HSBC produced a very good report in which it seeked to identify the Top 100 economies by size. The ranking is based on an economy’s current level of development and the factors that will determine whether it has the potential to catch up with more developed nations. These fundamentals include current income per capita, rule of law, democracy, education levels and demographic change, allowing us to project forward GDP to 2050. They came up with the following findings:
1. The striking rise of the Philippines, which is set to become the world’s sixteenth-largest economy, up 27 places from today.
2. Peru could sustain average growth of 5.5% for four decades and jump 20 places to twenty-sixth. Chile is another star performer in Latin America.
3. Massive demographic change: in 2050 there will be almost as many people in Nigeria as in the United States, and Ethiopia will have twice as many people as projected in the UK or Germany. The population of many African countries will double. Pakistan will have the sixth-largest population in the world. Even if some of these countries remain relatively poor on a per-capita basis, they could see a dramatic increase in the size of their economies thanks to population growth.
4. By contrast, the Japanese working population looks set to contract by 37% and the Russian one by 31%. The eurozone faces similar problems with working population declines of 29% in Germany, 24% in Portugal, 23% in Italy and 11% in Spain, adding a whole new perspective to the sovereign debt crisis.
5. It is not just about population. Ukraine is set to jump 19 places to fortieth because of its education system and rule of law, even though its population is set to fall to 36m from 45m.
6. We divide the Top 100 into three categories: 1) fast growth – with expected average annual growth of more than 5%; 2) growth – with expected annual growth of between 3% and 5%; and 3) stable – those countries expected to expand less than 3% a year.
7. We identify 26 fast-growth countries. They share a very low level of development but have made great progress in improving fundamentals. As they open themselves to the technology available elsewhere, they should enjoy many years of ‘copy and paste’ growth ahead. Besides China, India, the Philippines and Malaysia, this category includes Bangladesh, the central Asian countries of Uzbekistan, Kazakhstan and Turkmenistan, Peru and Ecuador in Latin America, and Egypt and Jordan in the Middle East.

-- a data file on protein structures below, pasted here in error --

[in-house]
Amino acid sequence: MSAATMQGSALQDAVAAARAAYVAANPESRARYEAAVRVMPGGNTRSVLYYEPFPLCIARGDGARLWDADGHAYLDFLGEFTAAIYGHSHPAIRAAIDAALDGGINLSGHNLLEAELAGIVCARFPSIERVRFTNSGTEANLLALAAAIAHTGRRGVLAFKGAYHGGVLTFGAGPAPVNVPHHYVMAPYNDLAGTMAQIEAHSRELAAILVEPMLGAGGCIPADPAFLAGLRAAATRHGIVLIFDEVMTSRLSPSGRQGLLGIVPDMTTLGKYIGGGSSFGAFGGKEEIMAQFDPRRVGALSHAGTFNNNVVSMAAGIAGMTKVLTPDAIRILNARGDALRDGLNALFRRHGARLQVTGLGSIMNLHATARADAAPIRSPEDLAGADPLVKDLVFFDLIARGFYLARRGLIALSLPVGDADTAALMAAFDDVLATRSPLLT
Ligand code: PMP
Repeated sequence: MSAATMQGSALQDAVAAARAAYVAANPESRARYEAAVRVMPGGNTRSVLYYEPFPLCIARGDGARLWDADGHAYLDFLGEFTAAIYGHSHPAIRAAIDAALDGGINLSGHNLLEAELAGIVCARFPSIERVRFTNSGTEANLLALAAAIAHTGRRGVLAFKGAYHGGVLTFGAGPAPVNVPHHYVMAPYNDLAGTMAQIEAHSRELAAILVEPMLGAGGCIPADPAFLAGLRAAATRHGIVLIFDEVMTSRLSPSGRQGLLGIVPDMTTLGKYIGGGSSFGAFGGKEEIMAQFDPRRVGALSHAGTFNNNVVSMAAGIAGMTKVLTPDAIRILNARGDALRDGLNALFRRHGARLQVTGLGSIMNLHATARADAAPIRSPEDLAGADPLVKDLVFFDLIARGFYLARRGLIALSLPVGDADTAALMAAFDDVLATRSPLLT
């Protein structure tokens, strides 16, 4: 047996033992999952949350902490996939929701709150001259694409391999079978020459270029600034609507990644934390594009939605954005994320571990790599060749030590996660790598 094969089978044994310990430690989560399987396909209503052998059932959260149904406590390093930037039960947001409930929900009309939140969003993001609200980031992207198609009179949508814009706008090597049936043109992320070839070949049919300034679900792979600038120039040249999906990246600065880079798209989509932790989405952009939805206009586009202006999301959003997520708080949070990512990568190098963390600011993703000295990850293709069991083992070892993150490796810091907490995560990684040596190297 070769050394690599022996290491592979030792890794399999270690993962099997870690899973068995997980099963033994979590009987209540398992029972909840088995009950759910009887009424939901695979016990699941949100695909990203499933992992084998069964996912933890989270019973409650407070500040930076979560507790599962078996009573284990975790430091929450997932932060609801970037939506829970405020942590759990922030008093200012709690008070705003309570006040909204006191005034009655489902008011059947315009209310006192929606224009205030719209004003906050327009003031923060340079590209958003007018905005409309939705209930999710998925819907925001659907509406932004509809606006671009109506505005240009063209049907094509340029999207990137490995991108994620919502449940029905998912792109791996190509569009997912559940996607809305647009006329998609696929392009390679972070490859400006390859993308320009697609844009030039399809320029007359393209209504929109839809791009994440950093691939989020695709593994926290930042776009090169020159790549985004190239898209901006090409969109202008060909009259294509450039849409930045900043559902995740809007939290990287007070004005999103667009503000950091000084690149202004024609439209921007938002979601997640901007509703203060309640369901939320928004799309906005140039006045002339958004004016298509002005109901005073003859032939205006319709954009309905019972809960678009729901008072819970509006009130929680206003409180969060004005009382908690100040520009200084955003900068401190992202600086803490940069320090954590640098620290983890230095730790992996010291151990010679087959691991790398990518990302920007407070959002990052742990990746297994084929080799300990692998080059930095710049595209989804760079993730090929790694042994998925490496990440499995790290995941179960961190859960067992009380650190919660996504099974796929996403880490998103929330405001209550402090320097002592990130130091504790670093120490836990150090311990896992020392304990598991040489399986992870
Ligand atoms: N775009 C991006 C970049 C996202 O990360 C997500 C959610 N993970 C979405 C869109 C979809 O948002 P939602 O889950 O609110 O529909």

8. The growth category extends to 43 countries. It includes 11 Latin American countries such as Brazil, Argentina, Chile, El Salvador, Costa Rica and the Dominican Republic; Turkey, Romania and the Czech Republic in central and eastern Europe; as well as the war-ravaged Iraq and Yemen.
9. Africa will finally start to emerge from economic obscurity. Five of our fast-growth countries come from Sub-Saharan Africa and three are in the growth category.
10. Most of the economies in our ‘stable’ group are in the developed world. The West is not getting poorer, but high levels of income per capita and weak demographics will limit growth. It is the small-population, ageing economies in Europe that are the big relative losers, seeing the biggest moves down the table.
11. Our Top 30 list changes slightly. Our forecasts for the countries considered in the original document have not changed, but after expanding the pool of countries considered, Peru, the Philippines and Pakistan leapfrog into the Top 30. Pakistan makes it into the top league, less because of individual prosperity, than because of population size.
12.This research strengthens the conclusions of the original report, which found that 19 of the top 30 economies will be countries that are currently ‘emerging’. Our update shows that it is not just the likes of China and India that will be powering global growth over the next four decades. Countries as varied as Nigeria, Peru and the Philippines will also be playing a significant part.